10 experienced Jazzercise instructors share their advice for recently-certified instructors.
10. Don’t worry if you make mistakes. Chances are, your clients won’t know.
9. Practice cuing, and cue the movements in advance.
8. Make eye contact. Smile.
7. Engage with others in class.
6. Attend other instructors’ classes for ideas.
5. Know your music.
4. Be humble.
3. Be yourself.
2. Be prepared.
1. Have fun!
The results are in from the Two-Days-Before-Turkey-Day Poll: Majority of instructors voted that they were focusing on the abdominals in classes during the week of Thanksgiving. (Click here to view the original poll and results.)
I often receive requests from my clients for challenging abdominal routines, and therefore, I feel motivated to vary these routines as often as possible in my classes. But this is sometimes a challenge in itself. More than any other muscle group, I feel that the abdominals are the most difficult to vary movements with, especially with so many veteran clients in my classes.
Reaching out other sources can be a huge assistance, so here is one resource from an expert on the topic. Nicole Dorsey-Straff, exercise physiologist, gives her top ten tips for working the abdominals. Not only does she list some sample movements at the end of the article, but she gives some information that can be utilized in your cuing for the abdominals as well. Check out the article from Fitness Magazine here.
Have you found yourself subbing for other instructors recently? Are you teaching more classes lately than you are accustomed to? With all the chaos that the month of December brings to our personal lives, we might find ourselves working twice as hard to substitute for instructors when needed. Our flexibility and willingness to help out is important to the success of our clients and our business. However, in taking on more classes than our bodies can handle, we can cause ourselves injuries from overworking, often unknowingly. One of the more common injuries among frequent exercisers, and one that I can personally relate to, is shin splints.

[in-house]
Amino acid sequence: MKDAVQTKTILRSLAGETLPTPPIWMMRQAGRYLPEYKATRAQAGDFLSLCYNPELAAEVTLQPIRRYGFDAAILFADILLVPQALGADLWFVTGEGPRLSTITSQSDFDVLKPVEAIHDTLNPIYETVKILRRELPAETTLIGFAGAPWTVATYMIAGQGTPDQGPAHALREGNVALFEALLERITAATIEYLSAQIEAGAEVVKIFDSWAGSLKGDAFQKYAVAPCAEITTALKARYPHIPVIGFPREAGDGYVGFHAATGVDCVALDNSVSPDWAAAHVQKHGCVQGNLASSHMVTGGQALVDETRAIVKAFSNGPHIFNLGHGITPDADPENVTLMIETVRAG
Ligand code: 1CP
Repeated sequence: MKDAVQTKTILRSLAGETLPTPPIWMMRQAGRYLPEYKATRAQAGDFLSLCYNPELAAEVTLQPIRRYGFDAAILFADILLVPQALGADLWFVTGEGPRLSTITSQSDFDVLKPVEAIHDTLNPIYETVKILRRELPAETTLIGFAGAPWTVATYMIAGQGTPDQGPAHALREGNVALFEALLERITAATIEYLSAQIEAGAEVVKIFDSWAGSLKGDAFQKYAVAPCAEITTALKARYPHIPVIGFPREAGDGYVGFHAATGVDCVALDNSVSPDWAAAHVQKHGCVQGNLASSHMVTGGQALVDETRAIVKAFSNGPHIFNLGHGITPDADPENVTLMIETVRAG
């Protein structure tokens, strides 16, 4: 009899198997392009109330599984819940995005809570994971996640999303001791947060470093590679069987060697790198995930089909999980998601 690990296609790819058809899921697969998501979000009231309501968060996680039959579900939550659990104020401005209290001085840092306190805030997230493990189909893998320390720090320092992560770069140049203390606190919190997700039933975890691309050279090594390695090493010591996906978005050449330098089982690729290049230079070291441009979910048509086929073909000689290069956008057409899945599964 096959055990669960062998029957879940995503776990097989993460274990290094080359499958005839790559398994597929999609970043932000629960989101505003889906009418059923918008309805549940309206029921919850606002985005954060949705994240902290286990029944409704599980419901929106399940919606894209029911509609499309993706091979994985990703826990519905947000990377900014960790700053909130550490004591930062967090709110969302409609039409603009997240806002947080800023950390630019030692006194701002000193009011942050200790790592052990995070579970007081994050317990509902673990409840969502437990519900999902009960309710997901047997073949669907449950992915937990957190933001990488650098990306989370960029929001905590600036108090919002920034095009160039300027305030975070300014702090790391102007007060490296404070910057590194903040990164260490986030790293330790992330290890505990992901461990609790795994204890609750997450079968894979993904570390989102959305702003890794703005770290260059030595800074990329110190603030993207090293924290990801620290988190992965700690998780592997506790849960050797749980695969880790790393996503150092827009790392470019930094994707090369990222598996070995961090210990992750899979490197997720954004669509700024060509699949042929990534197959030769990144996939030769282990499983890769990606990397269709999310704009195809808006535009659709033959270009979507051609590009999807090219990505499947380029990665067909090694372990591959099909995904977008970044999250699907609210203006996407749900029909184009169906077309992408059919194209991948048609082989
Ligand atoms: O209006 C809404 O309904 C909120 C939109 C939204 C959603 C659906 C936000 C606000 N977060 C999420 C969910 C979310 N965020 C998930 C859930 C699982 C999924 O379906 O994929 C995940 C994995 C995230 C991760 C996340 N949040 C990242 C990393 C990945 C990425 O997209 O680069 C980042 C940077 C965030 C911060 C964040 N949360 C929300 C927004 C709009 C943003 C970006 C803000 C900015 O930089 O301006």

Shin splints are brought on by high-impact movements, such as running or any kind of aerobic exercise that includes running, jumping, etc. A sudden change in one’s exercise routine can trigger them. A few years ago, I began to feel pain in my shins after adding two extra classes per week to my teaching schedule. The biggest mistake that I made, however, was that I continued to follow this schedule after I began to feel the shin splints. Resting is crucial for both the prevention and care of shin splints, as this article, “How To Prevent Shin Splints,” from ACE Fitness, points out. Whether you have had a history of the injury, or simply need a small reminder to take care of your shins, this article provides some expert advice. Check it out, and remember to take a few minutes for your health this time of year. Stretch, drink plenty of water, and get plenty of rest.
I know there are many instructors out there who teach dance-inspired fitness classes, and we can’t deny that our clients love it. Dance is anything but boring. We do not only listen to motivating, upbeat music that drives the heart rate through the roof; we match our moves to those beats, and we’re having so much fun that an hour is over before we know it.
But there are so many more benefits to dance besides the fun factor. Have you ever considered the mental benefits of dancing for your workout? I thought I would share an article from Women’s Health Magazine that encourages everyone, regardless of skill, to get on the floor to dance as exercise. Check it out for yourself, and then remember to share some of these benefits with your clients. They already know they are doing their body a favor, but they might not be aware of the workout the brain receives when they come to class.
Here is the link to the page, “Get Into the Groove: The Benefits of Dance” on the Women’s Healthy Magazine website. E-mail this article, post it on your Facebook page, or share some of these facts in class. Your clients will appreciate it.